Life Living With Cancer

Monday 10 December 2018

'My first question was, am I going to be able to have more children?' - Irish mother on surviving cancer

Sarah Murray on the Late Late Show
Sarah Murray on the Late Late Show
Independent.ie Newsdesk

Independent.ie Newsdesk

An Irish mother has spoken about her recovery from breast cancer, describing the depression and anxiety she experienced in the aftermath of her treatment.

Sarah Murray was diagnosed with breast cancer after discovering a lump under her arm which she checked while taking her then one-year-old daughter for a routine doctor's appointment.

"I was 32, I didn't think anything was wrong with me, I thought I was perfectly healthy – I had a 12 month old little girl, Sadie. I was bringing her to the GP for her vaccinations when I noticed over the last few weeks I had a swelling under my right arm. I’d been doing a lot of exercise and training, I thought I pulled a muscle," she told The Late Late Show in advance of Daffodil Day next week.

"My GP sent me for an ultrasound and I knew straight away from the radiographer - she asked me had I lost weight, I said, 'I've just had a baby and I’m exercising'.

"She asked, 'Are you tired?' and I said, 'Yes but I've just gone back to work.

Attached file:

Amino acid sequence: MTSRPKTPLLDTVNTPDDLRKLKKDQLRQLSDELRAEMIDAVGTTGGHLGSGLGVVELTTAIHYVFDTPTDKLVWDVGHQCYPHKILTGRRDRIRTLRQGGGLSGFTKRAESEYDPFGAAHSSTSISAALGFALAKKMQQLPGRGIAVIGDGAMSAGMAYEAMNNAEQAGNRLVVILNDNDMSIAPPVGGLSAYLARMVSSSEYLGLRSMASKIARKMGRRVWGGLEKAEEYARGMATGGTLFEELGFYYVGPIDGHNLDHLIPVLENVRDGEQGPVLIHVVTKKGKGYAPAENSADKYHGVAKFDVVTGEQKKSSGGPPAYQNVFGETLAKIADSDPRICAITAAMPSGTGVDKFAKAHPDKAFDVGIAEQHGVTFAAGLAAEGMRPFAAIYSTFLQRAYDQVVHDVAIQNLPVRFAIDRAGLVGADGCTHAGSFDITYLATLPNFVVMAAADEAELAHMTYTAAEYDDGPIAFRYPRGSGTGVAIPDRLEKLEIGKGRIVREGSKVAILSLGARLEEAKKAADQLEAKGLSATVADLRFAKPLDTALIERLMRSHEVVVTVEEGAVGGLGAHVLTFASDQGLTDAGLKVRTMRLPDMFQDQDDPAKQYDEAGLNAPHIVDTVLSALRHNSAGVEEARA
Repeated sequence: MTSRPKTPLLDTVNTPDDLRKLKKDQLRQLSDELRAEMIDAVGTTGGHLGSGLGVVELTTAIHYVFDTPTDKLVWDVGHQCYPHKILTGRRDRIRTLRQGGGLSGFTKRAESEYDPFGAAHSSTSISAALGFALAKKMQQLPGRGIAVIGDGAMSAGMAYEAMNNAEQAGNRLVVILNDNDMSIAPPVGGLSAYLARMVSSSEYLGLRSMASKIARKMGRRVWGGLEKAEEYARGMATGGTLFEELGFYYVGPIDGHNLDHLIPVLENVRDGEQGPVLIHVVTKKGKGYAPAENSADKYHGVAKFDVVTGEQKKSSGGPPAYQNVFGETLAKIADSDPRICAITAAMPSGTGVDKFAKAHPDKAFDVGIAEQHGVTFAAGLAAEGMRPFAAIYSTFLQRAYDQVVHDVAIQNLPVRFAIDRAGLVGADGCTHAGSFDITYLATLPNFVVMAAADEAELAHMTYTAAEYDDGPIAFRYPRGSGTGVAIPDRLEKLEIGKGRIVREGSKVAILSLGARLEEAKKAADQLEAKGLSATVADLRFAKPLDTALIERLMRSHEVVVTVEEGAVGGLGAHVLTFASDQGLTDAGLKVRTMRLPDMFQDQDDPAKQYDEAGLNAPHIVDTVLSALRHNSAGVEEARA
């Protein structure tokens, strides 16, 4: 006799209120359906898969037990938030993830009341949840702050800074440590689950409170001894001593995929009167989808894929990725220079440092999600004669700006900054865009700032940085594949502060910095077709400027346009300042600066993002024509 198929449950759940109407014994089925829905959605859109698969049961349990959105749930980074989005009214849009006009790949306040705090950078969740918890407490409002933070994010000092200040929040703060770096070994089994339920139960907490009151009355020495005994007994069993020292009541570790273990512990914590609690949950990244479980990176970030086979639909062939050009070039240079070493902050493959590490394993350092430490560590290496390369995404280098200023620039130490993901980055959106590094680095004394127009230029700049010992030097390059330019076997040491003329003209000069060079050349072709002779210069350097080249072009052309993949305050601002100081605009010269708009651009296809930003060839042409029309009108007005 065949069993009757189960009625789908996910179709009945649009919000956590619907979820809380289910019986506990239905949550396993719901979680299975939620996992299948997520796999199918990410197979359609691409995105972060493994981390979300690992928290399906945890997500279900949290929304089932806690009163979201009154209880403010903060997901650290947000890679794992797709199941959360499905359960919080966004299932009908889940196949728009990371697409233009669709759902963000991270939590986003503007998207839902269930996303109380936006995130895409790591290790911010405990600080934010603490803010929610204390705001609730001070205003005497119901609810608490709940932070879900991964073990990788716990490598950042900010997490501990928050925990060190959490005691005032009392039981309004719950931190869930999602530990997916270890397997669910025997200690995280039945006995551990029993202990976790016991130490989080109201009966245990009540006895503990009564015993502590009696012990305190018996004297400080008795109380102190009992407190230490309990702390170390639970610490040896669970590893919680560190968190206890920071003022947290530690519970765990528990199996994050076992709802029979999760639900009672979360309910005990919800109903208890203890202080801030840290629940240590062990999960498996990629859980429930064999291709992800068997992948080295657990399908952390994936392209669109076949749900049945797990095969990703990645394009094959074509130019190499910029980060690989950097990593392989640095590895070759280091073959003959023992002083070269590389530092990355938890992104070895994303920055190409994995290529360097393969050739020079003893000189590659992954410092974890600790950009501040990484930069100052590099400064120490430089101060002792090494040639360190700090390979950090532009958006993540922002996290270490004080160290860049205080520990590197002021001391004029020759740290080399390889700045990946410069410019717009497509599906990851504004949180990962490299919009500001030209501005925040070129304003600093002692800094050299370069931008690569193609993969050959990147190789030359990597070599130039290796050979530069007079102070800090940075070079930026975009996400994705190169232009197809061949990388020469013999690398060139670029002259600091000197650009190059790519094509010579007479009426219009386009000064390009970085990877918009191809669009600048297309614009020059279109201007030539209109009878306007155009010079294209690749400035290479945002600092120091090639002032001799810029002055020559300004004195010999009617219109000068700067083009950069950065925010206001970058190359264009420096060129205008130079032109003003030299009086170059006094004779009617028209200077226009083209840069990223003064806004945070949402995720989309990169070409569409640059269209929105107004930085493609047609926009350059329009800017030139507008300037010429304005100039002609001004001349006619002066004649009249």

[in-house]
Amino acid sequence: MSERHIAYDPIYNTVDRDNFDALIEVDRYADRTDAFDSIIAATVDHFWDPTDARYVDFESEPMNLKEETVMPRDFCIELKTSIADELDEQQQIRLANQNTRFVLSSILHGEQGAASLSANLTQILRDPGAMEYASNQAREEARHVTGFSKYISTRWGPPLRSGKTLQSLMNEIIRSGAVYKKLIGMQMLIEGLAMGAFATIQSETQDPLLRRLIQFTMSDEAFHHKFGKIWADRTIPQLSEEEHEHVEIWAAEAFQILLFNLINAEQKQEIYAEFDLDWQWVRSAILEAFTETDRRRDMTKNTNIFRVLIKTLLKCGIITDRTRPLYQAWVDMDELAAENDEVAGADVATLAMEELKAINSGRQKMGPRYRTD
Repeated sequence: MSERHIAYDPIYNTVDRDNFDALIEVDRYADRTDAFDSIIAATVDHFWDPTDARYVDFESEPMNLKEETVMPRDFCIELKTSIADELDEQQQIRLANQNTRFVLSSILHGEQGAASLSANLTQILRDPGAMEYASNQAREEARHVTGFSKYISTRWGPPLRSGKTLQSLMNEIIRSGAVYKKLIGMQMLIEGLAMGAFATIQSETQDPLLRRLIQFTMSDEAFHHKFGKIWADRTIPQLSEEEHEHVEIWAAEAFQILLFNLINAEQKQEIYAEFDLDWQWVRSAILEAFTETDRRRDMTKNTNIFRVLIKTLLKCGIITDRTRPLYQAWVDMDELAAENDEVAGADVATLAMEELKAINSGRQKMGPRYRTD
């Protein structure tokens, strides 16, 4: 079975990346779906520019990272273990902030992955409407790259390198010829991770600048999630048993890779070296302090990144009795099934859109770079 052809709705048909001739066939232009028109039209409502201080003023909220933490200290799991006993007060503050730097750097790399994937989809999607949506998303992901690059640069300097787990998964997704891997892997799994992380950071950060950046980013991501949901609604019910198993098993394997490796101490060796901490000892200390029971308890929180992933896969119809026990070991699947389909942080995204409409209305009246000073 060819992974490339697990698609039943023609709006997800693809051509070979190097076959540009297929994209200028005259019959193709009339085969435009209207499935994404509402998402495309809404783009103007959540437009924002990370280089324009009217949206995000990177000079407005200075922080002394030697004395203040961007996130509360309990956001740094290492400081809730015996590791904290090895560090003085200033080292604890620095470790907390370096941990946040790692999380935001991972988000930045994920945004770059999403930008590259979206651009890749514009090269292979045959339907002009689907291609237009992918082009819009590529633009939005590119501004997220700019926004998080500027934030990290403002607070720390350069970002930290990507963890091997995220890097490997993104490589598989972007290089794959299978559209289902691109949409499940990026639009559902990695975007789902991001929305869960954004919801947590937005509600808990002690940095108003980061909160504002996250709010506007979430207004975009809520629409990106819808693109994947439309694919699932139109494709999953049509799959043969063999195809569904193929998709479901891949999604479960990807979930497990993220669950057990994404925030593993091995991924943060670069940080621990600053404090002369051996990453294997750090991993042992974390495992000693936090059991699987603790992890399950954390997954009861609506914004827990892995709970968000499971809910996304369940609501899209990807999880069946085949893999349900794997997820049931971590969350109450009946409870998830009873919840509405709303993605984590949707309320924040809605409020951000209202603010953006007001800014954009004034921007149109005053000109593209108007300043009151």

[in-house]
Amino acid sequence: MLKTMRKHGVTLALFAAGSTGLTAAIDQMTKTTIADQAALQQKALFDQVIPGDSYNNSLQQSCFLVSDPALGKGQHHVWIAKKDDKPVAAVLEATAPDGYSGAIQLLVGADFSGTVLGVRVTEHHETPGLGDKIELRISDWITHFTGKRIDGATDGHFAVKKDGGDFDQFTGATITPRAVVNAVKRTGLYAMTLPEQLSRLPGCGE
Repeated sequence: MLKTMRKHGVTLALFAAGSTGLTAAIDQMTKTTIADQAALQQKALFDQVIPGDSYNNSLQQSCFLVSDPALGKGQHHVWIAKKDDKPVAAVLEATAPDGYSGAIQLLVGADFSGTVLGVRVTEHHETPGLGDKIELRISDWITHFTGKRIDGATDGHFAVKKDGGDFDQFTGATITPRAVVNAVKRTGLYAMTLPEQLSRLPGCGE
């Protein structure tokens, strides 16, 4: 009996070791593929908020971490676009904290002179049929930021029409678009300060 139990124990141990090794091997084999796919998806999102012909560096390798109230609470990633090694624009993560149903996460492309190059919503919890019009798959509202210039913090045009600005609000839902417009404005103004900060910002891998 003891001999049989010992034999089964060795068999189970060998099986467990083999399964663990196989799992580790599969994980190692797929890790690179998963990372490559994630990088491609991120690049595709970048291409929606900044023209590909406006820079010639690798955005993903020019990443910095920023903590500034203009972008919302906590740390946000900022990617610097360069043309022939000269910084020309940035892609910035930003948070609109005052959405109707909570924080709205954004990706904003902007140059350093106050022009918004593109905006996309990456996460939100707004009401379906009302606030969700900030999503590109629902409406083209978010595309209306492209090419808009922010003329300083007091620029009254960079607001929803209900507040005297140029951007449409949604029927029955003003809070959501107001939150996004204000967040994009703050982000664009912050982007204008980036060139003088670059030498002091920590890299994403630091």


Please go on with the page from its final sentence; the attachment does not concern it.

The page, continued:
"There were all these questions –I was biopsied, mammogrammed, there were further biopsies on my breast and from that, I was sent to see Professor Arnold Hill, who gave me the diagnosis that I had early stage breast cancer but it was quite aggressive. It had entered into my lymph nodes under my arm. I was sent on to oncology."

Ms Murray said her immediate concern was whether or not she would be able to have another child.

"My first question to my oncologist wasn't, am I going to survive, it was, 'am I going to be able to have more children?' You don’t know what goes through your head in these things. Then they didn't give me the option of freezing eggs, they said it was too aggressive, he said I have to take the chance with the chemotherapy, mastectomy, auxiliary node clearance, radiotherapy."

"They told me that I was young and the chances of my fertility coming back after chemotherapy were high enough but they couldn't guarantee it."

She said it was after her treatment ended that she began experiencing depression and anxiety, which she was warned might occur by her medical team, crediting her family and friends for helping her get through it.

"I went through everything and I was on a roll and it was when everything finished that everything hit me," she explained.

"I got severely depressed, I suffered severely with anxiety. There was a period of about a year where I found it difficult to leave the house.

"The Irish Cancer Society did a lot of work through The Ark centre, I did some of their programmes there. But after your treatment is over your medical team is kind of finishes with you. They said it would be hard but I didn't realise how hard it would be. I was trying to look after my daughter and lucky I had really good child care and support network.

"People expect you to be better – your hard has grown back, you’re looking well, you’re back to work, you’re back to your normal life. But there’s a fear always of it coming back."

Ms Murray ended her segment on a high, announcing she's six months pregnant with her second child.

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